ECB payback as easy as ABC

July 1, 2010
Trichet

Trichet

The European Central Bank is breathing a sigh of relief as it managed to take back 442 billion euros in emergency loans lent to banks a year ago without blowing a hole in money markets.

The ECB’s half-trillion euro question

June 25, 2010

ReutersEuropean banks must pay back almost half a trillion euros to the European Central Bank on July 1 as the ECB’s first-ever one-year loans fall due, potentially putting pressure on banks’ ability to refinance and on money market interest rates.

A “Greed Tax” on banks

April 21, 2010

The International Monetary Fund has done what it was bid by the G20  and come up with proposals for getting banks to pay for the government help they receive when they get in trouble.  You can read the actual wording here, but it comes down to this:

Scams from Abuja to Reykjavik

March 4, 2010

It suffered the collapse of its currency, economy and banking system so being invoked in a version of the notorious Nigerian email scam is one of the smaller humiliations endured by Iceland.

Financial headcounts stabilize in 2009

By Reuters Staff
February 25, 2010

After financial firms slashed hundreds of thousands of jobs in 2007 and 2008, the bloodletting slowed in 2009 as major banks rebounded from the financial crisis. Even though firms like Goldman Sachs Group Inc and JPMorgan Chase & Co reported billions of dollars in profit, they still did not announce major hiring initiatives.

Are CDS markets the euro zone’s iceberg?

February 15, 2010

icebergIn an unfortunate turn of phrase at the height of his country’s current debt crisis, Greek Finance Minister George Papaconstantinou on Monday compared his government’s Herculean task in slashing deficits and debts as akin to changing the course of the Titanic. Sadly, we all know where the great “unsinkable” ended up almost a century ago and I’m sure,  given the chance, Mr Papaconstantinou would have chosen another metaphor. But if the Greek economy (or perhaps the euro zone at large?) is to be cast as the Titanic, then what is its potential iceberg?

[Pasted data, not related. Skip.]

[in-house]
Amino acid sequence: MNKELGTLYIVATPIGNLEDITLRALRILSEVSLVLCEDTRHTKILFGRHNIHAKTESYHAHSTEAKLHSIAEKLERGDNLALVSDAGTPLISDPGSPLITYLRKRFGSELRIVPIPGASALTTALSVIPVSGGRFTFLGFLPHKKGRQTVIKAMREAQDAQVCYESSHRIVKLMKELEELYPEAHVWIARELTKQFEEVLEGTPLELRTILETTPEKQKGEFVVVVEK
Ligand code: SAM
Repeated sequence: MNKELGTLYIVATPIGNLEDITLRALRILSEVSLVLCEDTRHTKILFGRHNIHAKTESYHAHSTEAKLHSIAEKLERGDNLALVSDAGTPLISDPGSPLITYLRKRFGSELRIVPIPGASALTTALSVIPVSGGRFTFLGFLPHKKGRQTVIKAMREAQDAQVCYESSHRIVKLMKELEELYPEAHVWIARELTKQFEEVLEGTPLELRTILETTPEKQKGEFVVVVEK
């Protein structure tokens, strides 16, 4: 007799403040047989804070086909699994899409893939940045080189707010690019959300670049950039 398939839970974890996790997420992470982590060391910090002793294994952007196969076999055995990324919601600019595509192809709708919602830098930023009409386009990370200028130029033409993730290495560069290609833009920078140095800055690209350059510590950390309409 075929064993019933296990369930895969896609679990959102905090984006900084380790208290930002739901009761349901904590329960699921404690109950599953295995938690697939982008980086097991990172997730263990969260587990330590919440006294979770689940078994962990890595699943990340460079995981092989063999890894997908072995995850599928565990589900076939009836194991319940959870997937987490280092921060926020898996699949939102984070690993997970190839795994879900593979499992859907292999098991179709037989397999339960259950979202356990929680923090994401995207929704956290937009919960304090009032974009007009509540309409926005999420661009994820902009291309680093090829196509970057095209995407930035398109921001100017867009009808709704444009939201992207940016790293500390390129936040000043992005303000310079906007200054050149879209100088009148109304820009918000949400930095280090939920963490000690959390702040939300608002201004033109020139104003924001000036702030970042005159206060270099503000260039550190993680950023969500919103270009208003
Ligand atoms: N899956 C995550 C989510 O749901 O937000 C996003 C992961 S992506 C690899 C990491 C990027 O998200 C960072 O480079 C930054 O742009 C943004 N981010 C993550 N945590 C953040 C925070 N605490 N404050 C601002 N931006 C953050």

ECB to cash junkies: Get into rehab

November 5, 2009

European Central Bank President Jean-Claude Trichet  signalled on Thursday that the days of 12-month loans to banks will come to an end soon and that will be the start of a gradual exit from unlimited liquidity injections.***”The market, as far as I see, it is not expecting that we will prolong (our) one-year operation, I will say nothing to dispel this present sentiment of the market,” Trichet said in a news conference after the 16-country bloc’s central bank kept rates at 1 percent. “The enhanced credit support … was not for eternity,” he added.******The ECB started the 12-month cash injections to help the ailing banking sector back into form, and banks reacted with joy, snapping up nearly half a trillion euros of cheap money in the first such operation in June.******But Trichet also had soothing words for banks addicted to cheap money. The ECB would keep interbank interest rates well below the main refinancing rate, he said.  But it seems banks will have to learn to play again with each other rather than relying only on the ECB’s largesse.******And before signing off, Trichet also had words of advice for the media.  “This is exactly the same language as we always have utilised. Everybody knows that, so no news there.”******That advice seemed fall on deaf ears, as most media, including Reuters, would make a lot of hay out of his words on 12-month liquidity injections and keep it the centrepiece of their coverage.

“Normal” bank lending is no longer realistic

October 14, 2009

MacroScope is pleased to post the following from guest blogger James Carrick.  Carrick is economist at UK fund firm Legal & General Investment Management. He says here old patterns of lending are unlikely to return and that this means slow growth in developed countries.

from The Great Debate UK:

It’s all over: The banks have won

September 21, 2009

Laurence Copeland- Laurence Copeland is a professor of finance at Cardiff University Business School and a co-author of “Verdict on the Crash” published by the Institute of Economic Affairs. The opinions expressed are his own. -

Central bankers come out on top in cost-benefit analysis

September 11, 2009

Bankers worried about losing their bonuses might be well advised to consider a cost-benefit analysis of the contribution of their public sector colleagues.